The email in early September to students at Thomas Jefferson University’s East Falls campus hit hard.

Make satisfactory arrangements to pay outstanding tuition bills within six days or “you will be dropped from all of your Fall semester classes and will not be permitted to remain in class.”

It was the harshest warning students said they had ever received and marked a departure from how the campus, formerly known as Philadelphia University, dealt with unpaid bills.

“My heart just dropped,” said Daniel Ross, a senior business management major from Philadelphia who received the email.

The notices went out Sept. 6 — 16 days after the payment deadline — to 2,228 students across all of Jefferson’s campuses, about one-quarter of the student population. Students were so upset they held a sit-in with support from the Student Government Association.

“A lot of freshmen were crying and calling their parents and saying, ‘I’m going to get kicked out if you don’t pay this charge,’ ” added Ashlee Miller, 19, a biology major from Philadelphia. “Everybody was really scared.”

Jefferson five days later withdrew the threat and assured students they would not be de-enrolled that week.

“We regret the distress that the email … may have caused you,” wrote Dr. Mark L. Tykocinski, the university’s provost and executive vice president for academic affairs.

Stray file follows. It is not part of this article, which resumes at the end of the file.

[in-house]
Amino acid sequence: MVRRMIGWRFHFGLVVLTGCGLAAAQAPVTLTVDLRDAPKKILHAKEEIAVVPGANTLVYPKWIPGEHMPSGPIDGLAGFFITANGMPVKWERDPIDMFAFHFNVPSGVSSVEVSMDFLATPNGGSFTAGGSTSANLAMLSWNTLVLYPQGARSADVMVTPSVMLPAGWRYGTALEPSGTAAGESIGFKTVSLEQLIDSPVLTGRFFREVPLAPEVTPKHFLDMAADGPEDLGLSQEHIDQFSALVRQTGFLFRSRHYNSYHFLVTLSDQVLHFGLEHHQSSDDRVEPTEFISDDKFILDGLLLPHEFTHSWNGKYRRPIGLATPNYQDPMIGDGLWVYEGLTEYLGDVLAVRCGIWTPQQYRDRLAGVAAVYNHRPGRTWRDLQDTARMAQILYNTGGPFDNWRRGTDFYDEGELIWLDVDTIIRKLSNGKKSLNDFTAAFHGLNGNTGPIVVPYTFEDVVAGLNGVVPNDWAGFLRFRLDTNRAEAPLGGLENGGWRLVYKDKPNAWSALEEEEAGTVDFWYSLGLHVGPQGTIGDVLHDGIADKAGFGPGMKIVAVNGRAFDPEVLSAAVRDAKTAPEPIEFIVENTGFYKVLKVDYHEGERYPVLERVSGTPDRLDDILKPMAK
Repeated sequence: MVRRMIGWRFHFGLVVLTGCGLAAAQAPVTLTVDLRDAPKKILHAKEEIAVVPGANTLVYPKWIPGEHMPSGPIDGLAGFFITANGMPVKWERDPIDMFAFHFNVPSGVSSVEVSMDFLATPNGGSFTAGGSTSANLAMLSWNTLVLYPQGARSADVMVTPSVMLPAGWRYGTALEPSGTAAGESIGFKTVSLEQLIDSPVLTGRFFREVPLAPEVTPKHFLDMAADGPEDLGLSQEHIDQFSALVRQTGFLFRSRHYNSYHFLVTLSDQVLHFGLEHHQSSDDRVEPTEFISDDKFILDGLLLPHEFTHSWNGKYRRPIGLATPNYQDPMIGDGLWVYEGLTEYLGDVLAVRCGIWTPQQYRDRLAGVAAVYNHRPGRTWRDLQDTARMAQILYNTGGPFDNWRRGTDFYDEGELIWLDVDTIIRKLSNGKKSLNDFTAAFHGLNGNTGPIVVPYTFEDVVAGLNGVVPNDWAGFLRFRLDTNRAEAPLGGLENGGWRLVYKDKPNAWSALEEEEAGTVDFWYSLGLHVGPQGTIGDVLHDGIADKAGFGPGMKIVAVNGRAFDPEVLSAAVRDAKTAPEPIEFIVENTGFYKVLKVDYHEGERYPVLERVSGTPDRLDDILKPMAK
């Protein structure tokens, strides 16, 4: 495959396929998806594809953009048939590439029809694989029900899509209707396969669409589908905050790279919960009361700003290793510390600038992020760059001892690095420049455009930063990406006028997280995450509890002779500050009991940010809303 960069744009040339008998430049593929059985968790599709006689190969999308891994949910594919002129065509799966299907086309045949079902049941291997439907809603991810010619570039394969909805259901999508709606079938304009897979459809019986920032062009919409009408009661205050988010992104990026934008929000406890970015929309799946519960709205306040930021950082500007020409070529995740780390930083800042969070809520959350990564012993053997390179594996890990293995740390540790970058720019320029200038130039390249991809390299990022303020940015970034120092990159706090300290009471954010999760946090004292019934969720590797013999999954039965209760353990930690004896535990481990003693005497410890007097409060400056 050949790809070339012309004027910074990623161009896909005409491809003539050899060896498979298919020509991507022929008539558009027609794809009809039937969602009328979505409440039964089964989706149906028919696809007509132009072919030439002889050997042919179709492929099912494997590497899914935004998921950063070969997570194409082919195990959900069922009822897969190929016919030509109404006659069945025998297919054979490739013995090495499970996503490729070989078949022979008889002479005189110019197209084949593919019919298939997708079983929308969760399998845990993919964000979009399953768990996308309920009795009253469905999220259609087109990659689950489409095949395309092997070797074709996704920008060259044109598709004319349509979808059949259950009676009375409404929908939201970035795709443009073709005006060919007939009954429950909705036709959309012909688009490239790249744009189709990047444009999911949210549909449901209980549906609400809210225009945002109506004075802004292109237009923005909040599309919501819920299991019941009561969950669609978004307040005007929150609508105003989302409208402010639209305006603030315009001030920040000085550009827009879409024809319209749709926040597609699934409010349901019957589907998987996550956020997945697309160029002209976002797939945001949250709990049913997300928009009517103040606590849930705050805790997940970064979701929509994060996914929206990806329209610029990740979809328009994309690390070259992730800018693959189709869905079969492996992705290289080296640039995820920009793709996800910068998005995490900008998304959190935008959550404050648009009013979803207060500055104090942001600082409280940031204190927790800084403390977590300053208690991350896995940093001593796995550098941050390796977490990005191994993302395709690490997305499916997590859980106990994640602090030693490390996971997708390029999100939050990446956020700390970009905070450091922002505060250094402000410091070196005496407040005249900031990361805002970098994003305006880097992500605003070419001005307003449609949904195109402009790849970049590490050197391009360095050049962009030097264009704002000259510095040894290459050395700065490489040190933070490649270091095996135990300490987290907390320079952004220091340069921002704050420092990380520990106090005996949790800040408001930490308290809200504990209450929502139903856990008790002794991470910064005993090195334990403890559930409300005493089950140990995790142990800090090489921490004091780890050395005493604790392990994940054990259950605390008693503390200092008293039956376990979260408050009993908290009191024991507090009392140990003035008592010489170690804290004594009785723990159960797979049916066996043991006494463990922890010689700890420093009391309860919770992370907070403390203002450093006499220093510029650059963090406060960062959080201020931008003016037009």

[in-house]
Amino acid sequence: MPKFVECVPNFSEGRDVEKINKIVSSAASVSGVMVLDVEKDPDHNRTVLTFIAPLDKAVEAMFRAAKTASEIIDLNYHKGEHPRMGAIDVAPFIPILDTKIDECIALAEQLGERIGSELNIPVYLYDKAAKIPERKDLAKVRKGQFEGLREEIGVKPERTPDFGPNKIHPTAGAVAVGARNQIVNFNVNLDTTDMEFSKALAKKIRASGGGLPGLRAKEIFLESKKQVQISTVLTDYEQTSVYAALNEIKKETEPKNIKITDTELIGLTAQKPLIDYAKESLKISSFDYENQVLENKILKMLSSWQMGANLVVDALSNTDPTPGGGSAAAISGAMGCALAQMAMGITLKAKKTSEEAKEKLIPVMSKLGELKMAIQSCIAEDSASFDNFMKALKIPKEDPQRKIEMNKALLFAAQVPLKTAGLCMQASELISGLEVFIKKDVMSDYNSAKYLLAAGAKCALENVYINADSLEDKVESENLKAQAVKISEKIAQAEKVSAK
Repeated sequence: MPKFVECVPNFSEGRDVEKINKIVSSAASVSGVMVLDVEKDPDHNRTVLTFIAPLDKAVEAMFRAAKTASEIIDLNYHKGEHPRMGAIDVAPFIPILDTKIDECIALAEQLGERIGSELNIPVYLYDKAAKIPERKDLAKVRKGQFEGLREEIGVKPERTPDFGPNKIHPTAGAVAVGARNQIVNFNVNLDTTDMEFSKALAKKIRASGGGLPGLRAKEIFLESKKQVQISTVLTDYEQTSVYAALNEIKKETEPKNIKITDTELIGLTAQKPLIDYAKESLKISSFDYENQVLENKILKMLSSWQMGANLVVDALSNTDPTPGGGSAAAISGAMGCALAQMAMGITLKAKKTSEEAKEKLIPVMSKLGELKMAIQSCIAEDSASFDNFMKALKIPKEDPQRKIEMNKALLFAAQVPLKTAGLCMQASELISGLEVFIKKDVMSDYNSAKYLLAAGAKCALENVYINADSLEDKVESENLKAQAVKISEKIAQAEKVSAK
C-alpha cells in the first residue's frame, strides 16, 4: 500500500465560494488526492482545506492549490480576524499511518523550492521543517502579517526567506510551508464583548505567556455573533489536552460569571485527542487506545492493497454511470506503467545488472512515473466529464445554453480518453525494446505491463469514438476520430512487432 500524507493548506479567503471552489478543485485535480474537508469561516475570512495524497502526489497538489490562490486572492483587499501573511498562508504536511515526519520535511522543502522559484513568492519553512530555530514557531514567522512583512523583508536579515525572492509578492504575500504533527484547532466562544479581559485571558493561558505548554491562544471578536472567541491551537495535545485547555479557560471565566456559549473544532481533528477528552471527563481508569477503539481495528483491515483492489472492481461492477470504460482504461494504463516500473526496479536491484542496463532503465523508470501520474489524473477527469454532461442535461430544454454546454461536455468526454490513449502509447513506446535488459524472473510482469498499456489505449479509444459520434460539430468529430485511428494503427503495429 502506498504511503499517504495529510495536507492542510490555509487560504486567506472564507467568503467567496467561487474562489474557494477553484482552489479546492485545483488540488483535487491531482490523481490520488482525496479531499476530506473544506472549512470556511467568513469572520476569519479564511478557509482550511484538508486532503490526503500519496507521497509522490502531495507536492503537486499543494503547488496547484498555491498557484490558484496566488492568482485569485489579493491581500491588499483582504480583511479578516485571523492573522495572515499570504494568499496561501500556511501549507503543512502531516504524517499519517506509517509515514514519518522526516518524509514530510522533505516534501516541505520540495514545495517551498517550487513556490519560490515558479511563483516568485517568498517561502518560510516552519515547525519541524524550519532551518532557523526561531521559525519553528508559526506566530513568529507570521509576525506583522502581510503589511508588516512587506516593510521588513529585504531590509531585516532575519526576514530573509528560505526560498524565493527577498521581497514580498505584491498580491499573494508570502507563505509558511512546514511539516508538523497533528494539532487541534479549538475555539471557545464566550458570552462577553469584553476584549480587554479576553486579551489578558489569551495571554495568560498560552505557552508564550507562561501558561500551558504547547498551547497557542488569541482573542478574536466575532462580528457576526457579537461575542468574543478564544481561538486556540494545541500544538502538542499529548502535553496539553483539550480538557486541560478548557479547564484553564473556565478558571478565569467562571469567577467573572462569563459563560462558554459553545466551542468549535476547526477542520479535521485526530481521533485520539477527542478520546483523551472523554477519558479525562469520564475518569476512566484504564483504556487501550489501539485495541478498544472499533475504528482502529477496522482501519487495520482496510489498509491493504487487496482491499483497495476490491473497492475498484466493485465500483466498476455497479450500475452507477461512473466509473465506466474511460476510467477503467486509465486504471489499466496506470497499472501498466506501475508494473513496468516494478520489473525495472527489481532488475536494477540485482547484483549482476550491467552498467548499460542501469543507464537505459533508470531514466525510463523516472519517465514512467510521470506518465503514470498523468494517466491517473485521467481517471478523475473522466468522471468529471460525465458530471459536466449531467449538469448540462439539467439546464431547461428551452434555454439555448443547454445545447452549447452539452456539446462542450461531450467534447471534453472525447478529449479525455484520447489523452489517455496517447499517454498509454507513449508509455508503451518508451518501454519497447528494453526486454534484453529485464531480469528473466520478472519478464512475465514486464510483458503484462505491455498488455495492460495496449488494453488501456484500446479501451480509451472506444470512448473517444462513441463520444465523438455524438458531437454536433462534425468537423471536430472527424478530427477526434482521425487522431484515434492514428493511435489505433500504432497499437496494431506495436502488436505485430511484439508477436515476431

The university in a statement said it has “taken steps to ensure clearer communications in the future and to help students resolve outstanding issues around tuition statements.”

But the rub over getting students to pay promises to continue to challenge colleges, as enrollment at some campuses drops and competition increases. For many private schools, tuition is the main driver paying the bills, and missing that revenue can strain operations and lead to budgetary shortfalls.

“I’ve seen more colleges starting to send out these kinds of letters,” said Mark Kantrowitz, an expert on student financial aid and publisher and vice president of research at “It may be a sign that it’s not just the students who are experiencing financial distress. It may also be the colleges.”

It’s likely to get worse, he said, given that more students have financial need. About 58% of students nationally graduate within six years; many who drop out face financial hurdles. No statistics were readily available on how often students are ejected for lack of payment.

It can be a conundrum for colleges trying to retain students while maintaining operations. Many schools offer emergency funds, meal vouchers, and other support to students who can’t pay because their circumstances suddenly change.